These play sessions also address another common reason cats keep you up at night, which is that they are bored and lonely. If your cat is home alone all day while you are at work, they may be anxious to spend time with you in the evening. Unfortunately, this may conflict with your unwinding time for bed.

Keeping them awake and engaged during the day while you’re away may help them settle down in the evening. Here are some techniques you can try:

  • Leaving the television on for your cat to watch (try nature shows)

  • Feeding your cat using a puzzle toy instead of a bowl so your cat needs to work to get their food

  • Setting smart bowls to open at certain times to dispense treats

Using food and treats as motivators is great for keeping cats busy and entertained, but it’s important to not feed your cat too much or give them too many treats.

Divide up a healthy portion recommended by your veterinarian over the course of 24 hours. Canned food has fewer calories per volume than dry food, so using canned food for the bulk of the meals may help balance out any dry food you feed in puzzle toys or as treats.

Feed your cat a small meal at bedtime.

Cats also tend to fall asleep after they eat (much like we do!), so offering a small meal right at bedtime might encourage your cat to have dinner and go to bed. And if your cat likes to wake you up for food—especially in the early morning hours—try setting a smart bowl (automatic pet food feeder) to deliver some food at that time.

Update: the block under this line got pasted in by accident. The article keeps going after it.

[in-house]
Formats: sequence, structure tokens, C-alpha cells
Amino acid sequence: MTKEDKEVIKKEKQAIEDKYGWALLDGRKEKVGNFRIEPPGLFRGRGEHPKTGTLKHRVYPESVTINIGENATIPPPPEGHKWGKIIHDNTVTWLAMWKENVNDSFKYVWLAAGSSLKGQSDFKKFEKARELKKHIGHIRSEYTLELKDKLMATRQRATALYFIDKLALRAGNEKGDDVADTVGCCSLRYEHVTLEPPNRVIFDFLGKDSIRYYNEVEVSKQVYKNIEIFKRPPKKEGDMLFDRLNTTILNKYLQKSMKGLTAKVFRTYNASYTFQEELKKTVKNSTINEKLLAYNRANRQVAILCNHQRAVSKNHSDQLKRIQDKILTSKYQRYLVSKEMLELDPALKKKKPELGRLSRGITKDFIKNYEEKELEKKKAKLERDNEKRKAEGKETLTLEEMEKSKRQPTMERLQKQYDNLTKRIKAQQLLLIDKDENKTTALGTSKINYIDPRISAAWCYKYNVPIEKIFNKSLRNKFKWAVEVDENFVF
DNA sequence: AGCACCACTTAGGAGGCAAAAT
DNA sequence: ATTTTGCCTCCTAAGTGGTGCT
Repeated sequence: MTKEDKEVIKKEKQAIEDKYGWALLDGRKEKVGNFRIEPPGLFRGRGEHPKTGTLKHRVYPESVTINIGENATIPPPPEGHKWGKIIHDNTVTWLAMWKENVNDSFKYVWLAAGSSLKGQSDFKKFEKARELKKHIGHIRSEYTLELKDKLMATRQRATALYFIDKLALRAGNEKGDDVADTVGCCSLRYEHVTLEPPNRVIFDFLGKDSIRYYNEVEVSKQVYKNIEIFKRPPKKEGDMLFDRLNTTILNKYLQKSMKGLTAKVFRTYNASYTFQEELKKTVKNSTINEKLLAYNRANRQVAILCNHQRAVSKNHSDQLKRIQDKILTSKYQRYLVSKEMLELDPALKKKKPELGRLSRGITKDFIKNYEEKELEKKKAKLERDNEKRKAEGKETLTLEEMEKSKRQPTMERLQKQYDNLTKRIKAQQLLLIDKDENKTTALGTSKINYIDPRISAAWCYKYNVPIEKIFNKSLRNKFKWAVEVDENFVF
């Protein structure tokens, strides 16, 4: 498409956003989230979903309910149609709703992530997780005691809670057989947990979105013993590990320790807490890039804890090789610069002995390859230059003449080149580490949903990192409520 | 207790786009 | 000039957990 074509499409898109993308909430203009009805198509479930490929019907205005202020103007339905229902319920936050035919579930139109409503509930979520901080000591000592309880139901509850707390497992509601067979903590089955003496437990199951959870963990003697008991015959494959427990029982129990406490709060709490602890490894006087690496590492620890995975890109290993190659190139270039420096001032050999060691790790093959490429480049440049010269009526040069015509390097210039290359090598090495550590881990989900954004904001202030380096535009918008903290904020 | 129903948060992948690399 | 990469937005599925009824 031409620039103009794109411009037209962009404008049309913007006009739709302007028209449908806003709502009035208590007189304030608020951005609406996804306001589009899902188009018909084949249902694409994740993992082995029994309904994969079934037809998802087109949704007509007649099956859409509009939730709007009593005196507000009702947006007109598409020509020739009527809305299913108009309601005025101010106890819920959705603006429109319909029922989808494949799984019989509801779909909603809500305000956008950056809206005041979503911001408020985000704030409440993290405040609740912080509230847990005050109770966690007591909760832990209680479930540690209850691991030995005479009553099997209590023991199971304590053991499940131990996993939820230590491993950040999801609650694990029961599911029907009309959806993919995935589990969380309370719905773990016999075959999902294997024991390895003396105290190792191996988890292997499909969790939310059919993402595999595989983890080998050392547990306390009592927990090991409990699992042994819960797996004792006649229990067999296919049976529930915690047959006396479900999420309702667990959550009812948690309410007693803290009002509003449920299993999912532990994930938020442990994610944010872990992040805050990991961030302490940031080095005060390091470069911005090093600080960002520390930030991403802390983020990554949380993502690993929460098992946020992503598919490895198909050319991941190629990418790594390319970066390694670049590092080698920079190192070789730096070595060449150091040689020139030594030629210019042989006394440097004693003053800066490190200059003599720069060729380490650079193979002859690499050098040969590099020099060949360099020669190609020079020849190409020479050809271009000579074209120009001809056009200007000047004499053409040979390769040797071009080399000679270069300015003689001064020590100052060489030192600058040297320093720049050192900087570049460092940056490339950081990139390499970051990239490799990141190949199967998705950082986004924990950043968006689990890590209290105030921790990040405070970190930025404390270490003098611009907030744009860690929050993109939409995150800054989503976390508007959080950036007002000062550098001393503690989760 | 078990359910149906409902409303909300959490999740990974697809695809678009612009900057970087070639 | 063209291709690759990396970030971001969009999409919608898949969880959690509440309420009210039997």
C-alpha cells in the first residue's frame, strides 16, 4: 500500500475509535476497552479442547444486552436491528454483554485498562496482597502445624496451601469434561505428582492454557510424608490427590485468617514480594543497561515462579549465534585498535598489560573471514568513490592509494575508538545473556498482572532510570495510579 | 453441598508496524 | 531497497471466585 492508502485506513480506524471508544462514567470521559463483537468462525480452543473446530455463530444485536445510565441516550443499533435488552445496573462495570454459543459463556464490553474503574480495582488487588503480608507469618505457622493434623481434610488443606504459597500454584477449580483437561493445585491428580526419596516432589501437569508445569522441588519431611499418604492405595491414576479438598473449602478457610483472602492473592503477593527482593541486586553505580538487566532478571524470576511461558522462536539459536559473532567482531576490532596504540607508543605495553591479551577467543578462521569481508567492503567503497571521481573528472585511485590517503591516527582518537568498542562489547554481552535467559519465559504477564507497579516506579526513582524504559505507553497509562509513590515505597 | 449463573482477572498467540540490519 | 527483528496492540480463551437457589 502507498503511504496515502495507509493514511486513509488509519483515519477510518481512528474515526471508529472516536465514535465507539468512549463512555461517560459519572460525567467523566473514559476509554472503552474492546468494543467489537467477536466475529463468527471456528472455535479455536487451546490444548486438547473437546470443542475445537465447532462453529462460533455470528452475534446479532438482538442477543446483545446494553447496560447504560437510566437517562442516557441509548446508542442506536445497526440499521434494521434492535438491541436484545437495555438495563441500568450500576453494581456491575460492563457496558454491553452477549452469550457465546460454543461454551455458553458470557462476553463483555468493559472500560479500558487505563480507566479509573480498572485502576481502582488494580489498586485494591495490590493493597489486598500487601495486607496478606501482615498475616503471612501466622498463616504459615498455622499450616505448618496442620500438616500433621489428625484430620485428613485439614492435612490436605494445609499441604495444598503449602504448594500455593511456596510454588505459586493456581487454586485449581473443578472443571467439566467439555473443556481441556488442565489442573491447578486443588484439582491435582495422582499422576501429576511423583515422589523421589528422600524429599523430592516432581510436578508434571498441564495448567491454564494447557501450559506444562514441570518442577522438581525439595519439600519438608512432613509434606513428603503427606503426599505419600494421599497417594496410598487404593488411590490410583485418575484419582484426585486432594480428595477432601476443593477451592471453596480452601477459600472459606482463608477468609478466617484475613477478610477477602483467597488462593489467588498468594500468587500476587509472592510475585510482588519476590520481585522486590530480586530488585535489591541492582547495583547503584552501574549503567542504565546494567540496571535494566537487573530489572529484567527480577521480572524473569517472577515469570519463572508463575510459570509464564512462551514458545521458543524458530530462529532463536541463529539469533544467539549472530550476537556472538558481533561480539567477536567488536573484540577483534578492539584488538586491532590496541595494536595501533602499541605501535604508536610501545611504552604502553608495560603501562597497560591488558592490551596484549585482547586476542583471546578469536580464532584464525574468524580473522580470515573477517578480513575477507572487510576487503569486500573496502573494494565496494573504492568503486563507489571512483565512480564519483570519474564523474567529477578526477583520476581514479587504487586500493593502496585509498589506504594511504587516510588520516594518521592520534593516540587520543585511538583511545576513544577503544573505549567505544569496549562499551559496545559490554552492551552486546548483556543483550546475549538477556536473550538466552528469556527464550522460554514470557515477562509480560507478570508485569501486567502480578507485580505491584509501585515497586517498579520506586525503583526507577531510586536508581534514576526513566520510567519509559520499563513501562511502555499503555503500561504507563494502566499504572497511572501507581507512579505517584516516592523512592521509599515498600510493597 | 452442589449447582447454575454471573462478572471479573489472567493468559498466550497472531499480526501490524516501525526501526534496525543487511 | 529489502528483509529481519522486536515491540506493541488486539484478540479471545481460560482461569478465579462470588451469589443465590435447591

Set up a separate sleeping spaces.

If none of the other ideas have worked, you may have to take control of your own space and close the door. You can also set up a comfortable “cat space” where your cat can spend the night but can’t disturb you. This could be as simple as a room outfitted with food, water, some toys, and a litter pan.

Try not to respond to demands unless necessary.

If this is not the case, and your cat just wants you to get up (for example, to play or to deliver food), and you react by getting up just to get them to leave you alone, you have now been trained by your cat to respond rather than the other way around.

Pushing away a kitten that is pouncing on you becomes a game. Getting up to give food to your cat at 4 a.m. on a Saturday morning because you want to sleep in teaches them that if they pester long enough, they get what they want.

As hard as it is, ignore the behavior entirely and take steps the next night to prevent it in the first place. However, if your cat is older and suddenly seems more needy at night, take them to the vet and do not ignore the behavior.

Be patient.

Many—if not most—cats can be trained to sleep normally through the night. However, it does take time, patience, and understanding—but not punishment—to adjust these behaviors.

Kittens may take time to develop healthy habits, and mature cats need support to change these habits they may have developed. Older kitties need to have a medical workup before starting a behavioral modification program.

But it is, indeed, possible that both you and your cat can enjoy a good night’s sleep—together!

Featured image:

Sandra C. Mitchell, DVM, DABVP


Sandra C. Mitchell, DVM, DABVP


Sandra Mitchell is a 1995 graduate of the New York State College of Veterinary Medicine. Since graduation, she has worked in many fields...